- Phil Rogers
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CHICAGO -- In the beginning -- of interleague play in Chicago, that is -- there was Ozzie Guillen.
Back when the White Sox met the Cubs for the first time ever in the regular season, Guillen played shortstop and hit second for the Sox. He didn't do a whole lot to make his presence felt in that 1997 series at Comiskey Park, going 2-for-11 with a pair of his vintage slap singles, but you can bet he made his presence known.
While the annual series eventually plays out as a class war, with the White Sox trying to strike a blow for the common man while the elitest Cubs seem mostly annoyed at having to compete against their neighbors, it always begins as a party.
And few people in Chicago baseball have been at the center of more parties than Guillen, who wears his emotions on his sleeve and runs his mouth at a mile a minute.
We can't wait to see what will happen when the White Sox play the Cubs with Guillen as their manager. You can count on some one-liners when he's surrounded by reporters before Friday's series opener at the park formerly known as Comiskey as well as hugs all around behind the batting cage.
Guillen played alongside Sammy Sosa with the Sox and shared a clubhouse with Derrek Lee and Todd Hollandsworth last year in Florida. In fact, as the Marlins' third-base coach he got into it with fans at Wrigley Field by acting like he was choking himself after Florida's eight-run eighth inning in Game 6 of the League Championship Series.
That's Ozzie. He can't help but stir things up.
Guillen, unlike his recent predecessors as manager, is a perfect spokesman for the Southsiders. He understands the frustration of White Sox fans, who revel in being extremely critical of their managers and players while showing disgust at the way others fawn over the Cubs, who have often found themselves near the bottom of the National League.
Most now think of Chicago as a Cubs' town, which it is. But it was not always so.
Before Jerry Reinsdorf's ownership group purchased the White Sox and the Tribune Co. bought the Cubs, the city seemed pretty well split. In the old days, the team that won the most games usually drew the most fans. That's no longer the case. The classic example of the current mindset came in 2000, when a 65-97 Cubs team outdrew a Sox team that won 95 games, most in the American League.
Guillen, who inherited his job from Jerry Manuel as Chicago was still celebrating the Cubs' trip to the Championship Series, is living through Cubs' hysteria for the second time. His Rookie of the Year season with the White Sox came in 1985. The city was still basking in the afterglow of the summer of '84, when Ryne Sandberg, Rick Sutcliffe, Harry Caray and cable television made it cool to be a Cub.
When Guillen speaks about the differences between following the White Sox and the Cubs, he iks not echoing some party line. He is speaking from his experience, from his heart. That's why it will be so interesting to see how he handles next weekend's visit to Wrigley Field.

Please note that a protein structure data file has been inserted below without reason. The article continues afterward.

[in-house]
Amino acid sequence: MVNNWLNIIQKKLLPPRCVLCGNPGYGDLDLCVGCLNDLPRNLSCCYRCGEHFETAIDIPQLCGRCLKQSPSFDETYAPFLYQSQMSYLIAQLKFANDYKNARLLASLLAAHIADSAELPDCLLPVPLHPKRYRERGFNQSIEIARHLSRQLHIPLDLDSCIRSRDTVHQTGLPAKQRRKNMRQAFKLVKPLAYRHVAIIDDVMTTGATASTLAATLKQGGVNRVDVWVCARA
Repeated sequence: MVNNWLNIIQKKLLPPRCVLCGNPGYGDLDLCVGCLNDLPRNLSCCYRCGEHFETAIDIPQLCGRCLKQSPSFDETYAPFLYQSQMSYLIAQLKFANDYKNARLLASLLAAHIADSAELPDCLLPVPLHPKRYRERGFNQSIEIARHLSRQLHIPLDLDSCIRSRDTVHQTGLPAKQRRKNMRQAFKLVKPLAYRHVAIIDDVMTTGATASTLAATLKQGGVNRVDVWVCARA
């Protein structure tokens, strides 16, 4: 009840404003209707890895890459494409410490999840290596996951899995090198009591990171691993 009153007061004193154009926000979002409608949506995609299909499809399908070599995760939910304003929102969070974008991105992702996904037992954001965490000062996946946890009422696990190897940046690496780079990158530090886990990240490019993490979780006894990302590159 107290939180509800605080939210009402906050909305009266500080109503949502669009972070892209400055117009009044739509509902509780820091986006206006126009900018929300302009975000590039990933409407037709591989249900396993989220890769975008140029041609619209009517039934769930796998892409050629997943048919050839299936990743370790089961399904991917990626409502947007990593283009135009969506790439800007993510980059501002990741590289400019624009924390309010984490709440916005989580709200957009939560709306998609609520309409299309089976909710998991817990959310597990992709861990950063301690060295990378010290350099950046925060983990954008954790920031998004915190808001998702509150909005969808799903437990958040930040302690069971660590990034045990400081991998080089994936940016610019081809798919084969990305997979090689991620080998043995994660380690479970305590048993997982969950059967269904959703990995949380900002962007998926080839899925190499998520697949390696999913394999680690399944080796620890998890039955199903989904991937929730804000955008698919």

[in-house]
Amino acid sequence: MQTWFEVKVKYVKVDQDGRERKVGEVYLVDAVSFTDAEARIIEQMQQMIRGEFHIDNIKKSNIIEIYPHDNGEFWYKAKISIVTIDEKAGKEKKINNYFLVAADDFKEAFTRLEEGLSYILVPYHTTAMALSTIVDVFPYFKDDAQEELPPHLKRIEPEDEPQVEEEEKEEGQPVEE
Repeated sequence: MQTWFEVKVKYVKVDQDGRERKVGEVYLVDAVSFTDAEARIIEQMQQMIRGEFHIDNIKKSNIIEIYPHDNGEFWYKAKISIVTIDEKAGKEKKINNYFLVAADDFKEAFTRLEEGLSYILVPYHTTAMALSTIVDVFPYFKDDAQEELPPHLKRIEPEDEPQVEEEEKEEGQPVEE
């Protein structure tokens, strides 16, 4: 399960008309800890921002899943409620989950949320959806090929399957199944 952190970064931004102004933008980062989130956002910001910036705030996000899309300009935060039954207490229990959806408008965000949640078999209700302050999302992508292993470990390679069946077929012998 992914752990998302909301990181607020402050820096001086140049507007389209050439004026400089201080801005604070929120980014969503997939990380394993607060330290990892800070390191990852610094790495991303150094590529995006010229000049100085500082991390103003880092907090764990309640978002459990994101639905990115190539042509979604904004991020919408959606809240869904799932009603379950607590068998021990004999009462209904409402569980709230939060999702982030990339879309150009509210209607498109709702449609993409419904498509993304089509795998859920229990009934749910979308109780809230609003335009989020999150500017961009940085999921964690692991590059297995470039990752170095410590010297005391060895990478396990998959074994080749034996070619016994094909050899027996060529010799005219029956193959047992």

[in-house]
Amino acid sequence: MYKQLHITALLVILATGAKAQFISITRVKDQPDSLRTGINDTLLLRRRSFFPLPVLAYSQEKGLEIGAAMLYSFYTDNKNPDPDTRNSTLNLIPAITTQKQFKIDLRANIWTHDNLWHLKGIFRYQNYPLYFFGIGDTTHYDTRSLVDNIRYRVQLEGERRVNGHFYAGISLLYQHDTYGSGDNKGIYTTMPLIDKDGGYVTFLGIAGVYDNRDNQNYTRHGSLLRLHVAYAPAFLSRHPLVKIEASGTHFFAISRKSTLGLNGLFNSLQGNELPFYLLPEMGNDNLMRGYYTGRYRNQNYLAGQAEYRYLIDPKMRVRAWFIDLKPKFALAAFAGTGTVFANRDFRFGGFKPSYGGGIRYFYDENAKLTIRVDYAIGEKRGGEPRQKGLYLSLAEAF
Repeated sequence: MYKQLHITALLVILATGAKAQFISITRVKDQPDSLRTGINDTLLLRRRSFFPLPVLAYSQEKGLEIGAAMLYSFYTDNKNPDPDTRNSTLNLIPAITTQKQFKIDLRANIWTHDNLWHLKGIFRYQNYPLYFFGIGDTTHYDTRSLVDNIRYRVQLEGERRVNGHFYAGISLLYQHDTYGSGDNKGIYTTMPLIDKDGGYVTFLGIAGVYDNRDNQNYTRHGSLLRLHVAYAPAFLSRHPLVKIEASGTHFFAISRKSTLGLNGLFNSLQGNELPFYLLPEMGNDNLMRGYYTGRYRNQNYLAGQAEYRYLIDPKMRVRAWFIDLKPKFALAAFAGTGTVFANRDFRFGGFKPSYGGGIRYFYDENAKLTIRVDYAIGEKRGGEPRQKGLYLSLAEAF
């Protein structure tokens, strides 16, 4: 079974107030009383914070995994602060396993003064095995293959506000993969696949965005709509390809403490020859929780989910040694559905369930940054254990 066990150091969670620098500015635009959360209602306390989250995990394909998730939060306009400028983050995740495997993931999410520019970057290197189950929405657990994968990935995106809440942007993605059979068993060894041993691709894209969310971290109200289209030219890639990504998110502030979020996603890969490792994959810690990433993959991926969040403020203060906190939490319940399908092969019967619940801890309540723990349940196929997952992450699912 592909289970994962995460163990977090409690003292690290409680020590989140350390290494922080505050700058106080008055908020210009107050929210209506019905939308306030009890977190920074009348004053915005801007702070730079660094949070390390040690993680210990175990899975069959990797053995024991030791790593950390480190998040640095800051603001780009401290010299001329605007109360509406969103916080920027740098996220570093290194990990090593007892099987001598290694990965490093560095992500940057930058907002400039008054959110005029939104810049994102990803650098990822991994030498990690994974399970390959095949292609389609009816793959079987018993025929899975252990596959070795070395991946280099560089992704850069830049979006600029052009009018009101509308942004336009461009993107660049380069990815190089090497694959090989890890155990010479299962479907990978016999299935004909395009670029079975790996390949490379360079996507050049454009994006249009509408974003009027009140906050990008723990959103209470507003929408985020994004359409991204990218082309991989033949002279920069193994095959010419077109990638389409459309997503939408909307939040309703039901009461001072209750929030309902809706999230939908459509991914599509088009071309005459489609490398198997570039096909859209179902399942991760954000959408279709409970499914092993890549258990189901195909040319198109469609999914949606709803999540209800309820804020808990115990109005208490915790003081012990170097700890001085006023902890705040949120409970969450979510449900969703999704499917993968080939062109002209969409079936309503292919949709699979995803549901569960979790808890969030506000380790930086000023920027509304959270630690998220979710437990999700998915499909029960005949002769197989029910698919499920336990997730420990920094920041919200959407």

Nothing fires up Sox fans more than beating the Cubs.
Mike Caruso may have been over his head in his tenure as a White Sox shortstop (he was Guillen's replacement, actually) but he once hit a game-winning homer at Wrigley. That means he'll never be forgotten.
The Sox lead the series 20-16, doing no worse than a split since 1999. That's a fair reflection of their relative talent over this time span, as the White Sox have generally had better teams. But there's also the question of zealousness.
For Reinsdorf and his front office, the city series is a focus of the schedule. It guarantees three sellouts a year at a ballpark that too often has more empty seats than occupied ones. That's why one of the reasons Reinsdorf has successfully lobbied Bud Selig to keep interleague play between rivals as a home-and-home affair.
If it was up to Cubs president Andy MacPhail, it would be fine if it went back to the original concept of one three-game series a year, with home field rotating between parks. The annual visit by White Sox fans brings little besides extra security concerns for the Cubs.
For awhile it appeared this might be the first city series with both of Chicago's teams in first place. That possibility vanished on Wednesday, when the White Sox and Cubs fell two games behind Minnesota and St. Louis, respectively, but it's probably just as well. It appears both teams are good enough to survive the long haul.
Guillen knows beating the Cubs is important to White Sox fans but he's got a higher calling. His job is not only to get them into the playoffs but to win a series or two – something the franchise hasn't done since the Black Sox conspired to fix the 1919 World Series.
Because Guillen declined to rearrange his rotation, Mark Buehrle won't work against the Cubs this weekend. He'll have Jon Garland, Scott Schoeneweis and Esteban Loaiza facing Mark Prior, Carlos Zambrano and Greg Maddux.
"We have to take this as another game,'' Guillen said. "I know how important this is for the fans and for everybody in the city. But to me it's more important to keep my pitchers ready to go for the rest of the season. I know the way the fans are thinking about these games. But at the same time, they have to understand our points in the clubhouse. Sometimes things don't work the way they want them to.''
That's a mature viewpoint. Something tells us Ozzie won't be quite so boring when he can look across the field and see the team that has become Chicago's darling.
Phil Rogers is the national baseball writer for the Chicago Tribune, which has a Web site at www.chicagosports.com.